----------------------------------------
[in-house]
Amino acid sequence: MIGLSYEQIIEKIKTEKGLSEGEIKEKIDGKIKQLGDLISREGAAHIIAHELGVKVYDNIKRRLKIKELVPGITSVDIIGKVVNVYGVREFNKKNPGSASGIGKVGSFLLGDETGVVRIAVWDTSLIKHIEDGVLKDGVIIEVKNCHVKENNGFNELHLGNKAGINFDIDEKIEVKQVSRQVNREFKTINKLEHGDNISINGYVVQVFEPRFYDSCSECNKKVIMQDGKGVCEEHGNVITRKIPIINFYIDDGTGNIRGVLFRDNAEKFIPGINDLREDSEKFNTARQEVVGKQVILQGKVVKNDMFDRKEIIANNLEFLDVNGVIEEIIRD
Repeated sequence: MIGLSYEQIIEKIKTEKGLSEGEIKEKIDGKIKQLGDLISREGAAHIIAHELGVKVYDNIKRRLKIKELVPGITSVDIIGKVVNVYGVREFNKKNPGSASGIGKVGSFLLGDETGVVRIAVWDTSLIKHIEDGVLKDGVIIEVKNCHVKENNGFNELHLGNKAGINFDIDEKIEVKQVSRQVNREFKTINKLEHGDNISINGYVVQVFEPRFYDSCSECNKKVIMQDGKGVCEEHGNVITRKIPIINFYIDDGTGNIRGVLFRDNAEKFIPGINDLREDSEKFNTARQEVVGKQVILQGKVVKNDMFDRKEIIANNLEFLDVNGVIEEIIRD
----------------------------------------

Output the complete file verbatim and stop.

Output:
[in-house]
Amino acid sequence: MIGLSYEQIIEKIKTEKGLSEGEIKEKIDGKIKQLGDLISREGAAHIIAHELGVKVYDNIKRRLKIKELVPGITSVDIIGKVVNVYGVREFNKKNPGSASGIGKVGSFLLGDETGVVRIAVWDTSLIKHIEDGVLKDGVIIEVKNCHVKENNGFNELHLGNKAGINFDIDEKIEVKQVSRQVNREFKTINKLEHGDNISINGYVVQVFEPRFYDSCSECNKKVIMQDGKGVCEEHGNVITRKIPIINFYIDDGTGNIRGVLFRDNAEKFIPGINDLREDSEKFNTARQEVVGKQVILQGKVVKNDMFDRKEIIANNLEFLDVNGVIEEIIRD
Repeated sequence: MIGLSYEQIIEKIKTEKGLSEGEIKEKIDGKIKQLGDLISREGAAHIIAHELGVKVYDNIKRRLKIKELVPGITSVDIIGKVVNVYGVREFNKKNPGSASGIGKVGSFLLGDETGVVRIAVWDTSLIKHIEDGVLKDGVIIEVKNCHVKENNGFNELHLGNKAGINFDIDEKIEVKQVSRQVNREFKTINKLEHGDNISINGYVVQVFEPRFYDSCSECNKKVIMQDGKGVCEEHGNVITRKIPIINFYIDDGTGNIRGVLFRDNAEKFIPGINDLREDSEKFNTARQEVVGKQVILQGKVVKNDMFDRKEIIANNLEFLDVNGVIEEIIRD